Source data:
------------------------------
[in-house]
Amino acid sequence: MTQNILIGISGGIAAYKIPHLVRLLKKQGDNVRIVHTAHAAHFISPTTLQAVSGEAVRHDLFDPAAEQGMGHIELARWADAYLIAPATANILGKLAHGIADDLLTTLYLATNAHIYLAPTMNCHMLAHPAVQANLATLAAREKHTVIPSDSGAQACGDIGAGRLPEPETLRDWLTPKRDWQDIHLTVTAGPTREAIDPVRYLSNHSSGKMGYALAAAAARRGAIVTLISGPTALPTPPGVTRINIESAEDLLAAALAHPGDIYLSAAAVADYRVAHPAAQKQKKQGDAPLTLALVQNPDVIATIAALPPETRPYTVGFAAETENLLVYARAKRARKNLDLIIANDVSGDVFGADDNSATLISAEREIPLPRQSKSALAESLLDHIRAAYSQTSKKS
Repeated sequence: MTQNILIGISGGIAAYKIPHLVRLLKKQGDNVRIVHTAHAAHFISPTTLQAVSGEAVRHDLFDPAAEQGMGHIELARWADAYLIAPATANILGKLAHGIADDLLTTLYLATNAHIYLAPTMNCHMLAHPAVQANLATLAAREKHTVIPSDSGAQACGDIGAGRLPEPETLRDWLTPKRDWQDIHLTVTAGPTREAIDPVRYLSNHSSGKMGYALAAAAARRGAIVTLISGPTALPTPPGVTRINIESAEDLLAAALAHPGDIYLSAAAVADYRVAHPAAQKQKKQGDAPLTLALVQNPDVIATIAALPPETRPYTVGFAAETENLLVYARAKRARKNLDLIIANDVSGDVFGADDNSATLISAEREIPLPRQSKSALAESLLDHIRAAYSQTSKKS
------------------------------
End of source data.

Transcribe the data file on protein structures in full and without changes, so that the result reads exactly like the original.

[in-house]
Amino acid sequence: MTQNILIGISGGIAAYKIPHLVRLLKKQGDNVRIVHTAHAAHFISPTTLQAVSGEAVRHDLFDPAAEQGMGHIELARWADAYLIAPATANILGKLAHGIADDLLTTLYLATNAHIYLAPTMNCHMLAHPAVQANLATLAAREKHTVIPSDSGAQACGDIGAGRLPEPETLRDWLTPKRDWQDIHLTVTAGPTREAIDPVRYLSNHSSGKMGYALAAAAARRGAIVTLISGPTALPTPPGVTRINIESAEDLLAAALAHPGDIYLSAAAVADYRVAHPAAQKQKKQGDAPLTLALVQNPDVIATIAALPPETRPYTVGFAAETENLLVYARAKRARKNLDLIIANDVSGDVFGADDNSATLISAEREIPLPRQSKSALAESLLDHIRAAYSQTSKKS
Repeated sequence: MTQNILIGISGGIAAYKIPHLVRLLKKQGDNVRIVHTAHAAHFISPTTLQAVSGEAVRHDLFDPAAEQGMGHIELARWADAYLIAPATANILGKLAHGIADDLLTTLYLATNAHIYLAPTMNCHMLAHPAVQANLATLAAREKHTVIPSDSGAQACGDIGAGRLPEPETLRDWLTPKRDWQDIHLTVTAGPTREAIDPVRYLSNHSSGKMGYALAAAAARRGAIVTLISGPTALPTPPGVTRINIESAEDLLAAALAHPGDIYLSAAAVADYRVAHPAAQKQKKQGDAPLTLALVQNPDVIATIAALPPETRPYTVGFAAETENLLVYARAKRARKNLDLIIANDVSGDVFGADDNSATLISAEREIPLPRQSKSALAESLLDHIRAAYSQTSKKS